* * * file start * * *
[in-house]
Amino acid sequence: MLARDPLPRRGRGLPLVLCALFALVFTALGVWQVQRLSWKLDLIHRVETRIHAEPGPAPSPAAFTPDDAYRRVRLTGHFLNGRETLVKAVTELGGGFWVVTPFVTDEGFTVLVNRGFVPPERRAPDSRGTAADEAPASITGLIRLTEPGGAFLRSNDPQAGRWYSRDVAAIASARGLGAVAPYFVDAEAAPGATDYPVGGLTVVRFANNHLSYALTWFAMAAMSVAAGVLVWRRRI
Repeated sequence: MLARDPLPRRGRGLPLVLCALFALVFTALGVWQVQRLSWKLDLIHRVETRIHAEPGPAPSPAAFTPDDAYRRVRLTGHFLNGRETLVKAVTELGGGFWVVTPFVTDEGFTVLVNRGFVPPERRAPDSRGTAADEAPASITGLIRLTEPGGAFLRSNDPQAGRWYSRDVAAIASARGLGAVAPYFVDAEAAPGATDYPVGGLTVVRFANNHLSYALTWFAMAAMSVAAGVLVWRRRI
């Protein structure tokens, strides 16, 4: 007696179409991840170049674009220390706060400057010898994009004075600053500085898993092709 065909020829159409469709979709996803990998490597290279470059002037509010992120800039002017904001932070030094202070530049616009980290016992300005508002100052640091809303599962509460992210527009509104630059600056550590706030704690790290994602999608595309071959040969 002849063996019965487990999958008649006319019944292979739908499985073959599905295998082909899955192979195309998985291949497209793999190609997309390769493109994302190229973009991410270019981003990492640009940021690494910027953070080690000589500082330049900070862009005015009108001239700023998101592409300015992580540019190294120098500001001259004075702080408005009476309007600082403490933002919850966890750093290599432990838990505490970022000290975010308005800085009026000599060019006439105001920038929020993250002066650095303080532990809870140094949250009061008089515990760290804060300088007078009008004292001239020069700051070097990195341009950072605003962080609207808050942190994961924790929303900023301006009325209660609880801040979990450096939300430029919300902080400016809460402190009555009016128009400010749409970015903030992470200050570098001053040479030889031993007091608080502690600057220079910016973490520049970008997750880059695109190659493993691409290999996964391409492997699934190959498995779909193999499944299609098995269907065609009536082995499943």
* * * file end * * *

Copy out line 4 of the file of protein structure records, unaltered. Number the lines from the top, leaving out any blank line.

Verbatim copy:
């Protein structure tokens, strides 16, 4: 007696179409991840170049674009220390706060400057010898994009004075600053500085898993092709 065909020829159409469709979709996803990998490597290279470059002037509010992120800039002017904001932070030094202070530049616009980290016992300005508002100052640091809303599962509460992210527009509104630059600056550590706030704690790290994602999608595309071959040969 002849063996019965487990999958008649006319019944292979739908499985073959599905295998082909899955192979195309998985291949497209793999190609997309390769493109994302190229973009991410270019981003990492640009940021690494910027953070080690000589500082330049900070862009005015009108001239700023998101592409300015992580540019190294120098500001001259004075702080408005009476309007600082403490933002919850966890750093290599432990838990505490970022000290975010308005800085009026000599060019006439105001920038929020993250002066650095303080532990809870140094949250009061008089515990760290804060300088007078009008004292001239020069700051070097990195341009950072605003962080609207808050942190994961924790929303900023301006009325209660609880801040979990450096939300430029919300902080400016809460402190009555009016128009400010749409970015903030992470200050570098001053040479030889031993007091608080502690600057220079910016973490520049970008997750880059695109190659493993691409290999996964391409492997699934190959498995779909193999499944299609098995269907065609009536082995499943």